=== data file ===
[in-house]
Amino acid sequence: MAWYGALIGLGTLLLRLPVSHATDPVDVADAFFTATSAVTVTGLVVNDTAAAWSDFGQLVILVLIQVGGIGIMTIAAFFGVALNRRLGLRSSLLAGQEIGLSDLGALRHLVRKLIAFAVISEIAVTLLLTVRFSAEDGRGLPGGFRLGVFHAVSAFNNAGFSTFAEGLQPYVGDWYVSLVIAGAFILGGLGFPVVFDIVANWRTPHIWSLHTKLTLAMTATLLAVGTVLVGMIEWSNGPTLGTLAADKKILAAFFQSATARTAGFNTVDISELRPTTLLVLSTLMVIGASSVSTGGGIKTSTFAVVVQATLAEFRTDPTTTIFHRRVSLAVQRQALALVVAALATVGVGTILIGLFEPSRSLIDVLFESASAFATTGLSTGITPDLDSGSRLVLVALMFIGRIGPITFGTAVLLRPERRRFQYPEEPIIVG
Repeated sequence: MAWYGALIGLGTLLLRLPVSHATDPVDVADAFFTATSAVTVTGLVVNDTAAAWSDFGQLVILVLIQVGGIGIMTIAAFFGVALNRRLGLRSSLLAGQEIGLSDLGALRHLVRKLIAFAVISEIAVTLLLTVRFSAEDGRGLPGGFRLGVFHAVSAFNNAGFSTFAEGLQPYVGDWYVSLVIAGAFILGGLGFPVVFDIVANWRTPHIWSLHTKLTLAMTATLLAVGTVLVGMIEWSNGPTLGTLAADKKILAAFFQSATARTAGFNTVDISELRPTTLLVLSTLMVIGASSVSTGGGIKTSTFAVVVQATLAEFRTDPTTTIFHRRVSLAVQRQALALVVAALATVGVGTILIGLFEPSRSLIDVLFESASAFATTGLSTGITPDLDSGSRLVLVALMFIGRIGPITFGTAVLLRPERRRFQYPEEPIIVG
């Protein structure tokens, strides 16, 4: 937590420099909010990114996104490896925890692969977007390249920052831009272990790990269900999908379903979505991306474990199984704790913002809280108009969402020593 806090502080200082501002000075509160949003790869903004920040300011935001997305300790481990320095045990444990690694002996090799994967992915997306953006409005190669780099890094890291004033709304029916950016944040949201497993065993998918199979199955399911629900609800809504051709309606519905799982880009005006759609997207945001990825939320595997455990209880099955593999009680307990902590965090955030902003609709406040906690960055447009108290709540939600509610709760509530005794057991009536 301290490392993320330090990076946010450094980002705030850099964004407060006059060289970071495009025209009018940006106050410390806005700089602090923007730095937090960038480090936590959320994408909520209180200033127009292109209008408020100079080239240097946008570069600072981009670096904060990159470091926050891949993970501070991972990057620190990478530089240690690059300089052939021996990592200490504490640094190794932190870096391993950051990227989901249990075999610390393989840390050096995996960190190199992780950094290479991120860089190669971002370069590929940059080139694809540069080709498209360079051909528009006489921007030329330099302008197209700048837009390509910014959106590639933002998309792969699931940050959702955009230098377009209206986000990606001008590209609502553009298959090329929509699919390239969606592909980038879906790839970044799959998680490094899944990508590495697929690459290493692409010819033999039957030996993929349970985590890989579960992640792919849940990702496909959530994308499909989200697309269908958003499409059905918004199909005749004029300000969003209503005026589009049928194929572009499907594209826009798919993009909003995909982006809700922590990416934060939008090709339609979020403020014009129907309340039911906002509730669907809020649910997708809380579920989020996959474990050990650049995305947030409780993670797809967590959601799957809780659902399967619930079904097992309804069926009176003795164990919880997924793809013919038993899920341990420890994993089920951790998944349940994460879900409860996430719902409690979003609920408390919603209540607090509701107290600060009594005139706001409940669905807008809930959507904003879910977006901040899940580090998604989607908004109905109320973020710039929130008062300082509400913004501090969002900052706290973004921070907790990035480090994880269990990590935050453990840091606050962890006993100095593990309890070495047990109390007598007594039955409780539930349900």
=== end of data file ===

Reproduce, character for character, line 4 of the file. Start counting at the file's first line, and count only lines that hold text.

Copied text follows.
């Protein structure tokens, strides 16, 4: 937590420099909010990114996104490896925890692969977007390249920052831009272990790990269900999908379903979505991306474990199984704790913002809280108009969402020593 806090502080200082501002000075509160949003790869903004920040300011935001997305300790481990320095045990444990690694002996090799994967992915997306953006409005190669780099890094890291004033709304029916950016944040949201497993065993998918199979199955399911629900609800809504051709309606519905799982880009005006759609997207945001990825939320595997455990209880099955593999009680307990902590965090955030902003609709406040906690960055447009108290709540939600509610709760509530005794057991009536 301290490392993320330090990076946010450094980002705030850099964004407060006059060289970071495009025209009018940006106050410390806005700089602090923007730095937090960038480090936590959320994408909520209180200033127009292109209008408020100079080239240097946008570069600072981009670096904060990159470091926050891949993970501070991972990057620190990478530089240690690059300089052939021996990592200490504490640094190794932190870096391993950051990227989901249990075999610390393989840390050096995996960190190199992780950094290479991120860089190669971002370069590929940059080139694809540069080709498209360079051909528009006489921007030329330099302008197209700048837009390509910014959106590639933002998309792969699931940050959702955009230098377009209206986000990606001008590209609502553009298959090329929509699919390239969606592909980038879906790839970044799959998680490094899944990508590495697929690459290493692409010819033999039957030996993929349970985590890989579960992640792919849940990702496909959530994308499909989200697309269908958003499409059905918004199909005749004029300000969003209503005026589009049928194929572009499907594209826009798919993009909003995909982006809700922590990416934060939008090709339609979020403020014009129907309340039911906002509730669907809020649910997708809380579920989020996959474990050990650049995305947030409780993670797809967590959601799957809780659902399967619930079904097992309804069926009176003795164990919880997924793809013919038993899920341990420890994993089920951790998944349940994460879900409860996430719902409690979003609920408390919603209540607090509701107290600060009594005139706001409940669905807008809930959507904003879910977006901040899940580090998604989607908004109905109320973020710039929130008062300082509400913004501090969002900052706290973004921070907790990035480090994880269990990590935050453990840091606050962890006993100095593990309890070495047990109390007598007594039955409780539930349900």